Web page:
The Sharpest Tool in the Shed

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Cultivating the Secret Garden Within, Part 2

“Not the sharpest tool in the shed.” This expression is as ubiquitous as any, yet it perhaps misses the mark. We aren’t necessarily born sharp, after all. Like with any tool in that shed, we can be honed and improved. We might grow sharper as a result of observing new practices through visual learning. Or maybe we become sharper by physically doing.

Hence SurePeople’s research into cognitive processes. The methods by which we learn have long been studied in the attempt to harvest those most fruitful. Among the more popular models is VARK, described here by Philip Newton, PhD. While VARK and its precursor model VAK have been around for several decades (a century in the case of the latter), there are, of course, other ways by which we grow. It is then unlikely that everyone on our team learns the same way, or that we can expect consistent success when applying the same methods to everyone.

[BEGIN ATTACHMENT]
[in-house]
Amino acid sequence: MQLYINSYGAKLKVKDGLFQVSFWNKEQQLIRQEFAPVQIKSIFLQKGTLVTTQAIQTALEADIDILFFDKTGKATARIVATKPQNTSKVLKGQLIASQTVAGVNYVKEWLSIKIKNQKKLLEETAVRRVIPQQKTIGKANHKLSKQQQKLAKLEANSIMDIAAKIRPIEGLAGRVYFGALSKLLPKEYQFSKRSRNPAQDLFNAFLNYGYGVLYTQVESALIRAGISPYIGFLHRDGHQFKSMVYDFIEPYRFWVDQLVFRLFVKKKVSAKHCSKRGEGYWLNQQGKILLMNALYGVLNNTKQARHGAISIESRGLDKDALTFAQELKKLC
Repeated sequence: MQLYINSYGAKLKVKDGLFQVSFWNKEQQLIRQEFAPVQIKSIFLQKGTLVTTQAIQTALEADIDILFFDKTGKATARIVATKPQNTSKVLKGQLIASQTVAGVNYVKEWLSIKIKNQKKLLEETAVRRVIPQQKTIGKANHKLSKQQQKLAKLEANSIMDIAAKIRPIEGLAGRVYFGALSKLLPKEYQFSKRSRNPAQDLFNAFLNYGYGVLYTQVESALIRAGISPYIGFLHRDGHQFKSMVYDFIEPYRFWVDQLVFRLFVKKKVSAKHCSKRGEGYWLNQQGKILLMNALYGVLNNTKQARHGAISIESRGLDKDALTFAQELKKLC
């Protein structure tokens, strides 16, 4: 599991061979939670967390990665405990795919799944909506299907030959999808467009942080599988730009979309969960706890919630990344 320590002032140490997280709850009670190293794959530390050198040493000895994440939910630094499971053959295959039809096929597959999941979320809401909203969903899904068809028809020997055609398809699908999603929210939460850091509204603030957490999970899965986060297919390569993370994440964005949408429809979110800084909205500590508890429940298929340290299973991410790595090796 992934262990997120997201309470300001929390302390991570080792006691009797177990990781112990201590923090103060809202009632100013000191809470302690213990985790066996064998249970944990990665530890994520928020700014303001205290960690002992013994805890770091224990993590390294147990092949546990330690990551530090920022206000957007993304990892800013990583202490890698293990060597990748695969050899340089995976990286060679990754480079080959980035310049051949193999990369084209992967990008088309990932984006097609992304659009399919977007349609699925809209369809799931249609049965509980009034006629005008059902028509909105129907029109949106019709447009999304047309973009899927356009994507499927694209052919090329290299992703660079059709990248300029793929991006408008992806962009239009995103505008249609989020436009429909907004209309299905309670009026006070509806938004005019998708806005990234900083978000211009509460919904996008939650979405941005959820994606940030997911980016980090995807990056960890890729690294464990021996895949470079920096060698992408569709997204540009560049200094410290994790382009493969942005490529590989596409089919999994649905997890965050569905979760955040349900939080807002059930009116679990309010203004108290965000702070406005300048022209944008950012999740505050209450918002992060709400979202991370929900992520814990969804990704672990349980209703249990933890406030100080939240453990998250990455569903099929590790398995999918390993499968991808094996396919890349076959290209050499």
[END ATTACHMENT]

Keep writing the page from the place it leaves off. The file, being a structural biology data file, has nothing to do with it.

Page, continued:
To get the garden around that shed to flourish, we must cater to the specific needs of each plant. One might need more sun than the other, or thirst for more water. So too should we expect variance in the way our team members learn and develop. One might absorb written instructions easily, while another prefers them to be told.

Yet people aren’t as fixed as plants, and as with the tool analogy, these metaphors only go so far. We can grow past the imposed limitations of planters, after all. In this video, Derek Muller, PhD, conveys how learning depends on a combination of various activities instead of rigid adherence to one.

In the effort to better learn how we learn, SurePeople has been conducting research around cognitive processes like decision-making and motivation with the aim to cultivate enhanced understanding of learning development.

Today, help everyone become a bit sharper by participating in our survey HERE.

“The capacity to learn is a gift; The ability to learn is a skill; The willingness to learn is a choice.”
– Brian Herbert

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